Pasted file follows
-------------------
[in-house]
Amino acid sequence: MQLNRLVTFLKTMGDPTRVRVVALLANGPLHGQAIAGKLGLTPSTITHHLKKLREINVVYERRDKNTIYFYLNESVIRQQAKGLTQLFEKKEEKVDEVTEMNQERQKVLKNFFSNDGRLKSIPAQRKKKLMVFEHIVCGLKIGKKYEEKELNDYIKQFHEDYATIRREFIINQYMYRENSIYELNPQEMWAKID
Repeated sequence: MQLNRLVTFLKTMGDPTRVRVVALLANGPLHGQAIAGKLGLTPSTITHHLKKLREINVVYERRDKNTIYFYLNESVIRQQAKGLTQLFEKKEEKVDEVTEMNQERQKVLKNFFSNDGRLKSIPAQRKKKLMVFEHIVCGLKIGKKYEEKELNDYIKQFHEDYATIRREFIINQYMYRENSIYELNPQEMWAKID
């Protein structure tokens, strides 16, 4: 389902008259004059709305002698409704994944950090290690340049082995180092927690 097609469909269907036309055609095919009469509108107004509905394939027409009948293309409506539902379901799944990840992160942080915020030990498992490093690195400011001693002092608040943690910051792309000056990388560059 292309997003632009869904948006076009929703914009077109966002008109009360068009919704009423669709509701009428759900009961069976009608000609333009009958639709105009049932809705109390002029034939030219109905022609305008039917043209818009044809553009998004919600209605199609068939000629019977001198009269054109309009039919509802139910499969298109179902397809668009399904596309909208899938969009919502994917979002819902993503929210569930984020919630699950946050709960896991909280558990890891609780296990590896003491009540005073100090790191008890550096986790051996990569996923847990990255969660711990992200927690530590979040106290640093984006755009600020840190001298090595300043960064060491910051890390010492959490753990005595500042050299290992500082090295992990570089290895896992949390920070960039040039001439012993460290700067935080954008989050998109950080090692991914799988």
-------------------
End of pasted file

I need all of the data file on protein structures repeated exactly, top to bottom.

[in-house]
Amino acid sequence: MQLNRLVTFLKTMGDPTRVRVVALLANGPLHGQAIAGKLGLTPSTITHHLKKLREINVVYERRDKNTIYFYLNESVIRQQAKGLTQLFEKKEEKVDEVTEMNQERQKVLKNFFSNDGRLKSIPAQRKKKLMVFEHIVCGLKIGKKYEEKELNDYIKQFHEDYATIRREFIINQYMYRENSIYELNPQEMWAKID
Repeated sequence: MQLNRLVTFLKTMGDPTRVRVVALLANGPLHGQAIAGKLGLTPSTITHHLKKLREINVVYERRDKNTIYFYLNESVIRQQAKGLTQLFEKKEEKVDEVTEMNQERQKVLKNFFSNDGRLKSIPAQRKKKLMVFEHIVCGLKIGKKYEEKELNDYIKQFHEDYATIRREFIINQYMYRENSIYELNPQEMWAKID
């Protein structure tokens, strides 16, 4: 389902008259004059709305002698409704994944950090290690340049082995180092927690 097609469909269907036309055609095919009469509108107004509905394939027409009948293309409506539902379901799944990840992160942080915020030990498992490093690195400011001693002092608040943690910051792309000056990388560059 292309997003632009869904948006076009929703914009077109966002008109009360068009919704009423669709509701009428759900009961069976009608000609333009009958639709105009049932809705109390002029034939030219109905022609305008039917043209818009044809553009998004919600209605199609068939000629019977001198009269054109309009039919509802139910499969298109179902397809668009399904596309909208899938969009919502994917979002819902993503929210569930984020919630699950946050709960896991909280558990890891609780296990590896003491009540005073100090790191008890550096986790051996990569996923847990990255969660711990992200927690530590979040106290640093984006755009600020840190001298090595300043960064060491910051890390010492959490753990005595500042050299290992500082090295992990570089290895896992949390920070960039040039001439012993460290700067935080954008989050998109950080090692991914799988």